Featured Research

from universities, journals, and other organizations

Colonoscopy Still Most Effective Colorectal Cancer Screening Method

Date:
January 25, 2005
Source:
American Gastroenterological Association
Summary:
According to a study published in the Jan. 18 issue of the journal Annals of Internal Medicine, fecal occult blood test (FOBT) performed in-office as part of a digital rectal examination failed to detect potentially cancerous colon growths 95 percent of the time. Furthermore, an at-home FOBT was found to detect cancerous polyps less than 24 percent of the time.

Bethesda, Maryland (Jan. 19, 2005) – According to a study published in the Jan. 18 issue of the journal Annals of Internal Medicine, fecal occult blood test (FOBT) performed in-office as part of a digital rectal examination failed to detect potentially cancerous colon growths 95 percent of the time. Furthermore, an at-home FOBT was found to detect cancerous polyps less than 24 percent of the time. The entire study population received follow-up colonoscopies, regardless of whether they received digital FOBT or the at-home stool test.

"This study found in-office FOBT as part of a digital rectal examination to be ineffective, illustrating how important it is for people to speak with their physician to determine which colorectal cancer screening test best fits their needs and risk level," says AGA President Emmet B. Keeffe, MD. "No colorectal cancer screening test is perfect. However, being screened for colorectal cancer using one of the various methods available is a better fate than not being tested at all. An alternative use of FOBT is in concert with periodic flexible sigmoidoscopy of the left portion of the colon, rather than the stool test alone.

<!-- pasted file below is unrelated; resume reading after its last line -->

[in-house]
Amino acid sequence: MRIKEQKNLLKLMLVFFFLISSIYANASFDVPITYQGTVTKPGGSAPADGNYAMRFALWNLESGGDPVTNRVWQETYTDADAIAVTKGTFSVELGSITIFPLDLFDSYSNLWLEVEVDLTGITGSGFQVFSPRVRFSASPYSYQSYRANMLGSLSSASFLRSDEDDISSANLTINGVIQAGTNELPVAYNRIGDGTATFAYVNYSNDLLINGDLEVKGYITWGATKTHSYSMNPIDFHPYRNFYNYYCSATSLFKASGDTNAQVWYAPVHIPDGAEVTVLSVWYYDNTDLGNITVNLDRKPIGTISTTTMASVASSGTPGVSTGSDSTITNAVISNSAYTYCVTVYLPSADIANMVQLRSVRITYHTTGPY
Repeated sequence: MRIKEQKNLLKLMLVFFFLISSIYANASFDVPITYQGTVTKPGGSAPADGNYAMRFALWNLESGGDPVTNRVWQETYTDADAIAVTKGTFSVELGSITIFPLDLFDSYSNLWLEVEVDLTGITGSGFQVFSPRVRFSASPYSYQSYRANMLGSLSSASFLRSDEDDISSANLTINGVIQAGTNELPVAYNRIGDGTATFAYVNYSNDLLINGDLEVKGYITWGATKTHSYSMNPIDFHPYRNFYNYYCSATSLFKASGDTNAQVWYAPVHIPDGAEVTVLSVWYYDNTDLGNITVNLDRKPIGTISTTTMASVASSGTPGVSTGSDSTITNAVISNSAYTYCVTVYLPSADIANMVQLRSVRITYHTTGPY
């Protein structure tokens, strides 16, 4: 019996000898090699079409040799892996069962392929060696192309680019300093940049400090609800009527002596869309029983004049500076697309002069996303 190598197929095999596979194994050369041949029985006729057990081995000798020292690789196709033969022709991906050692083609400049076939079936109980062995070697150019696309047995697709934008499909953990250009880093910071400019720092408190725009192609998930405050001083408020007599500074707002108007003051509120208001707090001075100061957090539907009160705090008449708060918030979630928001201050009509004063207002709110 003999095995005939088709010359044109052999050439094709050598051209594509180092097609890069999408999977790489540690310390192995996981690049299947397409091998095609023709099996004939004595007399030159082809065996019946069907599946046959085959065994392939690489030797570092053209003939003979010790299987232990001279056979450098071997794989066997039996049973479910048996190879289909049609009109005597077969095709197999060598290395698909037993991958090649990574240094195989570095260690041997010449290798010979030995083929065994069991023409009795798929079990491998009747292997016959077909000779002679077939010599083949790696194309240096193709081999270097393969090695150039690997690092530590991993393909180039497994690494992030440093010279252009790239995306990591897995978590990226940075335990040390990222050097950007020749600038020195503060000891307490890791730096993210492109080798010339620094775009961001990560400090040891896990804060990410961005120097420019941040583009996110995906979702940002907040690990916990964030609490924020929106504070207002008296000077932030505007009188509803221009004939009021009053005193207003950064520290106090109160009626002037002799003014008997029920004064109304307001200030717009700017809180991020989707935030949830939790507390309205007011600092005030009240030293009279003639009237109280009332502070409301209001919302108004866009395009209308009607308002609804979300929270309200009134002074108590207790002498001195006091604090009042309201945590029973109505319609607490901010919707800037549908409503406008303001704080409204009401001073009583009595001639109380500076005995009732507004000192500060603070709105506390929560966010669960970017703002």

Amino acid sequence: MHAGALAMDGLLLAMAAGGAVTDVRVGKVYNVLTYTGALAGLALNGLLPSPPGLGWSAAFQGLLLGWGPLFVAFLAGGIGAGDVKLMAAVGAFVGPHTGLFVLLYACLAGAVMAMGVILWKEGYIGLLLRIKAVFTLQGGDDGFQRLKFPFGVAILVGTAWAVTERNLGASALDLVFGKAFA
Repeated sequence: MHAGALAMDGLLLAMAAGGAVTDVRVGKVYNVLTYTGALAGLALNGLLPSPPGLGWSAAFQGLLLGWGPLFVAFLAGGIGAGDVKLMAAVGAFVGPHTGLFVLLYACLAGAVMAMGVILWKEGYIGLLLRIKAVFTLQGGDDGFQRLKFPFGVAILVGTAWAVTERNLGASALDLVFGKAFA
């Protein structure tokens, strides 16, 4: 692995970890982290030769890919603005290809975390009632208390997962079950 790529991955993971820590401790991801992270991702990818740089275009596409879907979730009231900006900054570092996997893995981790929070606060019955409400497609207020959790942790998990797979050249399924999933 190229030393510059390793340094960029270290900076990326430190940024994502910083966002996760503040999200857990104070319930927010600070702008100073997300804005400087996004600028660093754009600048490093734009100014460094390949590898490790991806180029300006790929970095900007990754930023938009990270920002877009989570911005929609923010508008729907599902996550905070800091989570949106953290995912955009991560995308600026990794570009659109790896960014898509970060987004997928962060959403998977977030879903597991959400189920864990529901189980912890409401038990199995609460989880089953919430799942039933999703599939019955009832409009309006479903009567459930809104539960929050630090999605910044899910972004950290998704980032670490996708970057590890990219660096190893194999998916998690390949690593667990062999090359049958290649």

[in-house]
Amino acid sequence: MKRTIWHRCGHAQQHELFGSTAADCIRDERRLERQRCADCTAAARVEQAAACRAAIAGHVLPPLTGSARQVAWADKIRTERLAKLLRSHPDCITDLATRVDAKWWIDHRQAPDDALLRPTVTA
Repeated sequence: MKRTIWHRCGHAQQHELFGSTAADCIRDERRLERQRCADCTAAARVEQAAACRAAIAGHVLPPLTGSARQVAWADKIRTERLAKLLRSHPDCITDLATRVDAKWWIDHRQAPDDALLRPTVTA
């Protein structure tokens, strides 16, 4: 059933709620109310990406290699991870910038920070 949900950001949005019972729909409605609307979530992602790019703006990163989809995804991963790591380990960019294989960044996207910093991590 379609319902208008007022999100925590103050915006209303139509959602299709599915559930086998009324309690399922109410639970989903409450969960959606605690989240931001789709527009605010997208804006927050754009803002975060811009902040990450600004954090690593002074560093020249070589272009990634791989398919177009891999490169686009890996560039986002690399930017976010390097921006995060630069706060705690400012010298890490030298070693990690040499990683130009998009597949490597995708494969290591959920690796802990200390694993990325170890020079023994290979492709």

"It is generally preferable to undergo colonoscopy, which allows complete evaluation of the colon and also, at the same time, biopsy or removal of most cancers or polyps that are identified. If detected early as precancerous polyps, the majority of colorectal cancers are preventable," comments Keeffe.

Guidelines of multiple agencies and professional societies underscore the importance of screening for all individuals 50 years of age and older. Currently, there are several tests that may be used to screen for colorectal cancer, the second-leading cause of cancer deaths in the United States. Approved tests include colonoscopy, flexible sigmoidoscopy, fecal occult blood test and barium enema. Each screening option has advantages and disadvantages.

###

<b>About the AGA</b>

The American Gastroenterological Association (AGA) is dedicated to the mission of advancing the science and practice of gastroenterology. Founded in 1897, the AGA is the oldest medical-specialty society in the United States. The AGA's 14,000 members include physicians and scientists who research, diagnose and treat disorders of the gastrointestinal tract and liver. On a monthly basis, the AGA publishes two highly respected journals, Gastroenterology and Clinical Gastroenterology and Hepatology. The AGA's annual meeting is Digestive Disease Week, which is held each May and is the largest international gathering of physicians, researchers and academics in the fields of gastroenterology, hepatology, endoscopy and gastrointestinal surgery.


Story Source: